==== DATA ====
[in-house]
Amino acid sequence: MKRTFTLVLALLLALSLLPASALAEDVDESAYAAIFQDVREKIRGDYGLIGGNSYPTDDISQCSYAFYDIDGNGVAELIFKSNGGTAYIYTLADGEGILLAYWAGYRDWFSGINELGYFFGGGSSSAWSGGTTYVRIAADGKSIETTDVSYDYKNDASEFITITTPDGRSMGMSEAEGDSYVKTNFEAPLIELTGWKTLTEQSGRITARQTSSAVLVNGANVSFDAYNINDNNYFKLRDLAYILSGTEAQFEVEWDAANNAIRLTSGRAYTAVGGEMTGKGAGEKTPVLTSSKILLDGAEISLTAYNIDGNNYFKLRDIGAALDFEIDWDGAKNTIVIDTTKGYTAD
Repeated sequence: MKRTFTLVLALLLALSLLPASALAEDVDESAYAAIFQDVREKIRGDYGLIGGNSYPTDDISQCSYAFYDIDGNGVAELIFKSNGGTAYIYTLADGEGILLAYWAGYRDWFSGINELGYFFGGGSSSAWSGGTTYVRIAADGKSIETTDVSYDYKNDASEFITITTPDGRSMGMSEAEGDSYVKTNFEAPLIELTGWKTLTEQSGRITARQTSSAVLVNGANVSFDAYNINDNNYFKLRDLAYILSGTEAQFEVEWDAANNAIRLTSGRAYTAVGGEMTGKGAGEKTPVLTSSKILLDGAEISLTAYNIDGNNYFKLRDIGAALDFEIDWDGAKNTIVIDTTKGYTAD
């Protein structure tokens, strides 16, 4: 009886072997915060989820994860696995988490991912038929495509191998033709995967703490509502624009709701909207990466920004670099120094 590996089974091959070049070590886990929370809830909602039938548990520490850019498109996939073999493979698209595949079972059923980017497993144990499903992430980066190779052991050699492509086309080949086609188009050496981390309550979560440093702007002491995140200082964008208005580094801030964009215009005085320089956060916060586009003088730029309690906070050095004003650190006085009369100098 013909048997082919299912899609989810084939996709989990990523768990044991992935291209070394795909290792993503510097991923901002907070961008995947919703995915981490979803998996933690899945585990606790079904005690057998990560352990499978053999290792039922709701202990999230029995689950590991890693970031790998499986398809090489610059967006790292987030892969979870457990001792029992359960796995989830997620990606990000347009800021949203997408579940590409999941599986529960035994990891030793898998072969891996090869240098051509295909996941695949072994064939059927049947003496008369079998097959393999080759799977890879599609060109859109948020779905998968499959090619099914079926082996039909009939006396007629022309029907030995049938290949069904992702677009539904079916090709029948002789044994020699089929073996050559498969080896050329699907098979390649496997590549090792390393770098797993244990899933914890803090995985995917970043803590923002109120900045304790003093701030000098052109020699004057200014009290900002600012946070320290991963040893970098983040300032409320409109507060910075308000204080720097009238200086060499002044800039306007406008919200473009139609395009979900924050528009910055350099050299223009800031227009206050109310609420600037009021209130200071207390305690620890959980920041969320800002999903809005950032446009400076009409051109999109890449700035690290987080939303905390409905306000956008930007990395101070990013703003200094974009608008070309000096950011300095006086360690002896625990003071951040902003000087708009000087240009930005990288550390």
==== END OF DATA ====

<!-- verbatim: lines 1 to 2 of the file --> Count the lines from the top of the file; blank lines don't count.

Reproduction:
[in-house]
Amino acid sequence: MKRTFTLVLALLLALSLLPASALAEDVDESAYAAIFQDVREKIRGDYGLIGGNSYPTDDISQCSYAFYDIDGNGVAELIFKSNGGTAYIYTLADGEGILLAYWAGYRDWFSGINELGYFFGGGSSSAWSGGTTYVRIAADGKSIETTDVSYDYKNDASEFITITTPDGRSMGMSEAEGDSYVKTNFEAPLIELTGWKTLTEQSGRITARQTSSAVLVNGANVSFDAYNINDNNYFKLRDLAYILSGTEAQFEVEWDAANNAIRLTSGRAYTAVGGEMTGKGAGEKTPVLTSSKILLDGAEISLTAYNIDGNNYFKLRDIGAALDFEIDWDGAKNTIVIDTTKGYTAD